Following on from yesterday is going to be hard. Upping it even harder. Yet, each day has its own feel and different draw whether it's the American blockbusters of Pavement, Yeasayer and LCD Soundsystem or a day like today with a distinctly Norwegian flavour, all is good. Avoiding the festival site until after the torrential downpour which turned Karl Johans Gate into a shallow river for about 20 minutes, I yet again regret taking only one pair of shoes, but once more thank the organisers for the felt carpetted across the majority of the site. Missing Girls was perhaps a downpoint, but staying relatively dry a bonus.
Day Three - Friday:
After watching Susanne Sundfør play with nothing but a set of keys at Brighton's Unitarian Chapel back in May completely on a whim, it's intriguing to see her with a full band in front of thousands of her fellow countrywomen and men. That is, as opposed the 20 or so who were present at The Great Escape show. Sometimes less is more and, although I think that this could be the case with Sundfør, the tracks from her current album, The Brothel, need to have all the embellishments included, especially when playing on an open-air stage like this. Her face perhaps gives away a key to what makes her lyrically strong – that she always seems to be thinking, at least that's the expression conveyed to these eyes. The recurring themes are not buried, yet not protuding, making it all the more rewarding to not just listen to, but to get lost in. Although not as majestic as the previous time, the set is often as dazzling and as always bold as her extended eye-lashes, with the nocturnal nature of the new record's title track even working in this humid, airy environment.
Unfortunately my interview with the aforementiond Sundfør causes me to miss a couple of the acts who were noteworthy (see: Field Music) and at least one who were LOLworthy (see: Die Antwoord). On the other side of the Krone, The Flaming Lips are just about to start! Wayne Coyne became somewhat ubiquitous during this weekend. I'm not saying he was everywhere but he wasn't that far away at any point. Kind of expected him to be the bloke who came to clean my bathroom, all a bit John Malkovich. Once on stage, he did persistently mention the rain and sudden absence thereof, but they really brought the sun to the festival which, with all the orange on show, was fitting. The on-stage dancers (how they must tire!), confetti canons and various other contraptions never get tired, and nor does Mr Coyne, sitting atop a gorilla's shoulders – well, a man in a gorilla suit, but still, it wouldn't have been a surprise - for a short while. 'Do You Realize?' was as beautiful as ever and, I am sad to say, I missed the post-show moment where Coyne climbed into his zorbing thing and got as far as the moat, only to get stuck and struggle for a bit. Rubbish.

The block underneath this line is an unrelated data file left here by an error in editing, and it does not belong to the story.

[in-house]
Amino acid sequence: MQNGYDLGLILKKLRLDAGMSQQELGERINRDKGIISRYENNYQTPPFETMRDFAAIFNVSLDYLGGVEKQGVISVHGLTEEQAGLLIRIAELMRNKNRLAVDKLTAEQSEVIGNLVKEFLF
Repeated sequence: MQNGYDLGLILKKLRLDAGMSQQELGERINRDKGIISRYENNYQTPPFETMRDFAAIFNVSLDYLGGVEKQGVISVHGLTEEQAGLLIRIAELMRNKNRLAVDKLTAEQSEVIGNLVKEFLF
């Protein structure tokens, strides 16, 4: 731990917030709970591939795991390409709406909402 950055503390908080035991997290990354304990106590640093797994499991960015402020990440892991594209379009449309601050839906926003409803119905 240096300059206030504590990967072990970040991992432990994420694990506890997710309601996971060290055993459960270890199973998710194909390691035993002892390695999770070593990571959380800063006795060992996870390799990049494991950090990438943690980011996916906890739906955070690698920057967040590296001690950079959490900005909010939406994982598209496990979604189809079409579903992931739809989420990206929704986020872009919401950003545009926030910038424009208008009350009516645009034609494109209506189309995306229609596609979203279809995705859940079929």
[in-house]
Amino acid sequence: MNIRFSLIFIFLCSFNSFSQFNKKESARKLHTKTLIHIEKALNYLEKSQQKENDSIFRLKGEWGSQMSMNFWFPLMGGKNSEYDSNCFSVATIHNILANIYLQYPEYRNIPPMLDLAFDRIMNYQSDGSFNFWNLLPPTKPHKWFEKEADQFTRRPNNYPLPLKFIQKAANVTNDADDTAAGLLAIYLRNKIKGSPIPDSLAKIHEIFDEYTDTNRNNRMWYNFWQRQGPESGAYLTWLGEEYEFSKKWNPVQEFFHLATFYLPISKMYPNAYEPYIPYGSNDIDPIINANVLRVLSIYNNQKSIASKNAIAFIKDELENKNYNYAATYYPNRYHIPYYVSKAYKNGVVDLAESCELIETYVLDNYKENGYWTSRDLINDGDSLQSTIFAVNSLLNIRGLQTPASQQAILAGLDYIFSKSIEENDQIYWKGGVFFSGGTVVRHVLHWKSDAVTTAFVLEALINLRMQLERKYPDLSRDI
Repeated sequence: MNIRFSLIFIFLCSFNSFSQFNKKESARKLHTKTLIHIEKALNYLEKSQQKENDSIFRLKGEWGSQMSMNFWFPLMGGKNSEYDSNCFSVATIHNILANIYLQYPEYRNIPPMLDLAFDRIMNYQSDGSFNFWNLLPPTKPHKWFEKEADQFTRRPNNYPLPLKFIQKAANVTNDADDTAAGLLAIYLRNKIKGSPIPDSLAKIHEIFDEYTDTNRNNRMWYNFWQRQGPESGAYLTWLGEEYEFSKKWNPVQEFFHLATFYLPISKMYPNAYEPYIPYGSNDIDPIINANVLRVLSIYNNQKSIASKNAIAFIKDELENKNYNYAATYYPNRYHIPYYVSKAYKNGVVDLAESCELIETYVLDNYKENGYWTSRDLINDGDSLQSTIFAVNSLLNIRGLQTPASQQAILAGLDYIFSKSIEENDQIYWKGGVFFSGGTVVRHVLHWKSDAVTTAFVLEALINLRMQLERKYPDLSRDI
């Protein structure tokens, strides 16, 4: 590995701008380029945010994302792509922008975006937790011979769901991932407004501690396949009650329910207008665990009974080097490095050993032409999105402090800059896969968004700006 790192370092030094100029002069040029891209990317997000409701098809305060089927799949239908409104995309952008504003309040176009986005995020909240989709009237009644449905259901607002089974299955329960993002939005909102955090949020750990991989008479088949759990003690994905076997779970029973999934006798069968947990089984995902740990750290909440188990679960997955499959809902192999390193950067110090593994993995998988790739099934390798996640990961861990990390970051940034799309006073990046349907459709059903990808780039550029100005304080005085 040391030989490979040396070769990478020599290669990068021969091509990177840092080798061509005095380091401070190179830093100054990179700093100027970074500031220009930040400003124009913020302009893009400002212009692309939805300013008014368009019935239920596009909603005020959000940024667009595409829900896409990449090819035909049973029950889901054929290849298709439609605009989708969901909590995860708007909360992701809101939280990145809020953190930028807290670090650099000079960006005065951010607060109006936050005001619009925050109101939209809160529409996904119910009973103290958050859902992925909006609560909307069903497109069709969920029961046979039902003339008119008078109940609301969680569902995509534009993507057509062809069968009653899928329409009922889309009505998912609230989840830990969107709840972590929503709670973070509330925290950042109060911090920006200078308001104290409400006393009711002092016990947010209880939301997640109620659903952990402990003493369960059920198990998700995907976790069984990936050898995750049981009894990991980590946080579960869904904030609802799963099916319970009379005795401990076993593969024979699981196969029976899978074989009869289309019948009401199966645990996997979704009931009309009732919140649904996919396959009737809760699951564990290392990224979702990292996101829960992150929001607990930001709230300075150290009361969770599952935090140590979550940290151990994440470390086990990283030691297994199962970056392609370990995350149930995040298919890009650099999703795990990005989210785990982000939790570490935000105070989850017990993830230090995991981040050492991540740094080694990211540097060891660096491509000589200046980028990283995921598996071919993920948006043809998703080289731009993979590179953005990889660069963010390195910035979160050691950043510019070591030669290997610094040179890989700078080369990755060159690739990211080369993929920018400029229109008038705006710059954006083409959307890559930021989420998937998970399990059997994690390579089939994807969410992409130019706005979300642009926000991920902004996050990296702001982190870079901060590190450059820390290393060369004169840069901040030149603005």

The kids go nuts for John Olav Nilsen and his Gjengen in Norway. It is exactly the sort of thing that has been done to death in the UK, mainly in the middle part of the last decade, and this lot bear a resemblance to the more recent, such as The Libertines along with a firm nod towards the late '70s and early '80s of British groups like The Clash. Obviously in Norway they haven't had their guitar music saturated with ten-a-penny rip-off merchants, so it appeals a lot more than to these British ears. That's not to say that John Olav Nilsen Og Gjengen are ripping anyone off – they're not. Not at all. Plus, the whole singing in Norwegian thing adds a novel twist to it all. The charisma abounds from Nilsen and pretty much bounces off every single person in the audience and the whole performance is manically passionate if slightly out of sync.